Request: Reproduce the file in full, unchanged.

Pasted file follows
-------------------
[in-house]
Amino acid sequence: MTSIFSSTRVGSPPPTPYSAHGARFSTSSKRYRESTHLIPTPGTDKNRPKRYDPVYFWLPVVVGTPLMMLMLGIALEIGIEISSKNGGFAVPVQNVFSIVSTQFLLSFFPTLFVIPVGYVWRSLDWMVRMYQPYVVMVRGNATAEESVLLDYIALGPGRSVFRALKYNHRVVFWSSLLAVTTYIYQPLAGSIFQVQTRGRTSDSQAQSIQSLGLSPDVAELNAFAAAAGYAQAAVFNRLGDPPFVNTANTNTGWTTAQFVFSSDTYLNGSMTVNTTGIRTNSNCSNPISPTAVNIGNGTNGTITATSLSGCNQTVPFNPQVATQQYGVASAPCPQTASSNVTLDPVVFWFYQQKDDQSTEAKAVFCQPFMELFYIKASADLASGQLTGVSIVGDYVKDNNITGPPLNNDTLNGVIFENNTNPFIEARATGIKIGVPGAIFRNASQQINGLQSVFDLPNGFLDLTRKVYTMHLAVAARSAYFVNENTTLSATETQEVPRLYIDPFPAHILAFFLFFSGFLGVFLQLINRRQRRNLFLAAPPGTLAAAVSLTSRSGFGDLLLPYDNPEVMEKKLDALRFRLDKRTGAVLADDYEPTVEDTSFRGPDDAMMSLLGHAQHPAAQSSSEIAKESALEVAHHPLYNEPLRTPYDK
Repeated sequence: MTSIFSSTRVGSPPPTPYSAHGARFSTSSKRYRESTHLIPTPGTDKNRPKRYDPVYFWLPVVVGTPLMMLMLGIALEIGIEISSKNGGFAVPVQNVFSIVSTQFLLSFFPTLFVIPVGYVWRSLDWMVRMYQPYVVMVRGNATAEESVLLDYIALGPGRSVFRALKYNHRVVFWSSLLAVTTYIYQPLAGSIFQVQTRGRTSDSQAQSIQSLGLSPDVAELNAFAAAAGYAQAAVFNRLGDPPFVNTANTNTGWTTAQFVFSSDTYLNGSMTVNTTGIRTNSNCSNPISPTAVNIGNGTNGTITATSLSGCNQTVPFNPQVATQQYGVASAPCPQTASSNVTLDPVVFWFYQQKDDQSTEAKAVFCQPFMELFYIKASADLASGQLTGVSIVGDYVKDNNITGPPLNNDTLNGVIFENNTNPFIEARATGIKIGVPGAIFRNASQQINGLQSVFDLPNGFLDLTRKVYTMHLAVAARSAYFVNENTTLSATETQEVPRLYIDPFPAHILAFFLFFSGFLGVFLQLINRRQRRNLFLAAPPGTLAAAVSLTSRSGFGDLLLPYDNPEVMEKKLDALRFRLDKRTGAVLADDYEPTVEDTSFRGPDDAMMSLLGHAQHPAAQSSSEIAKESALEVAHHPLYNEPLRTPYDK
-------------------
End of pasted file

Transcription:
[in-house]
Amino acid sequence: MTSIFSSTRVGSPPPTPYSAHGARFSTSSKRYRESTHLIPTPGTDKNRPKRYDPVYFWLPVVVGTPLMMLMLGIALEIGIEISSKNGGFAVPVQNVFSIVSTQFLLSFFPTLFVIPVGYVWRSLDWMVRMYQPYVVMVRGNATAEESVLLDYIALGPGRSVFRALKYNHRVVFWSSLLAVTTYIYQPLAGSIFQVQTRGRTSDSQAQSIQSLGLSPDVAELNAFAAAAGYAQAAVFNRLGDPPFVNTANTNTGWTTAQFVFSSDTYLNGSMTVNTTGIRTNSNCSNPISPTAVNIGNGTNGTITATSLSGCNQTVPFNPQVATQQYGVASAPCPQTASSNVTLDPVVFWFYQQKDDQSTEAKAVFCQPFMELFYIKASADLASGQLTGVSIVGDYVKDNNITGPPLNNDTLNGVIFENNTNPFIEARATGIKIGVPGAIFRNASQQINGLQSVFDLPNGFLDLTRKVYTMHLAVAARSAYFVNENTTLSATETQEVPRLYIDPFPAHILAFFLFFSGFLGVFLQLINRRQRRNLFLAAPPGTLAAAVSLTSRSGFGDLLLPYDNPEVMEKKLDALRFRLDKRTGAVLADDYEPTVEDTSFRGPDDAMMSLLGHAQHPAAQSSSEIAKESALEVAHHPLYNEPLRTPYDK
Repeated sequence: MTSIFSSTRVGSPPPTPYSAHGARFSTSSKRYRESTHLIPTPGTDKNRPKRYDPVYFWLPVVVGTPLMMLMLGIALEIGIEISSKNGGFAVPVQNVFSIVSTQFLLSFFPTLFVIPVGYVWRSLDWMVRMYQPYVVMVRGNATAEESVLLDYIALGPGRSVFRALKYNHRVVFWSSLLAVTTYIYQPLAGSIFQVQTRGRTSDSQAQSIQSLGLSPDVAELNAFAAAAGYAQAAVFNRLGDPPFVNTANTNTGWTTAQFVFSSDTYLNGSMTVNTTGIRTNSNCSNPISPTAVNIGNGTNGTITATSLSGCNQTVPFNPQVATQQYGVASAPCPQTASSNVTLDPVVFWFYQQKDDQSTEAKAVFCQPFMELFYIKASADLASGQLTGVSIVGDYVKDNNITGPPLNNDTLNGVIFENNTNPFIEARATGIKIGVPGAIFRNASQQINGLQSVFDLPNGFLDLTRKVYTMHLAVAARSAYFVNENTTLSATETQEVPRLYIDPFPAHILAFFLFFSGFLGVFLQLINRRQRRNLFLAAPPGTLAAAVSLTSRSGFGDLLLPYDNPEVMEKKLDALRFRLDKRTGAVLADDYEPTVEDTSFRGPDDAMMSLLGHAQHPAAQSSSEIAKESALEVAHHPLYNEPLRTPYDK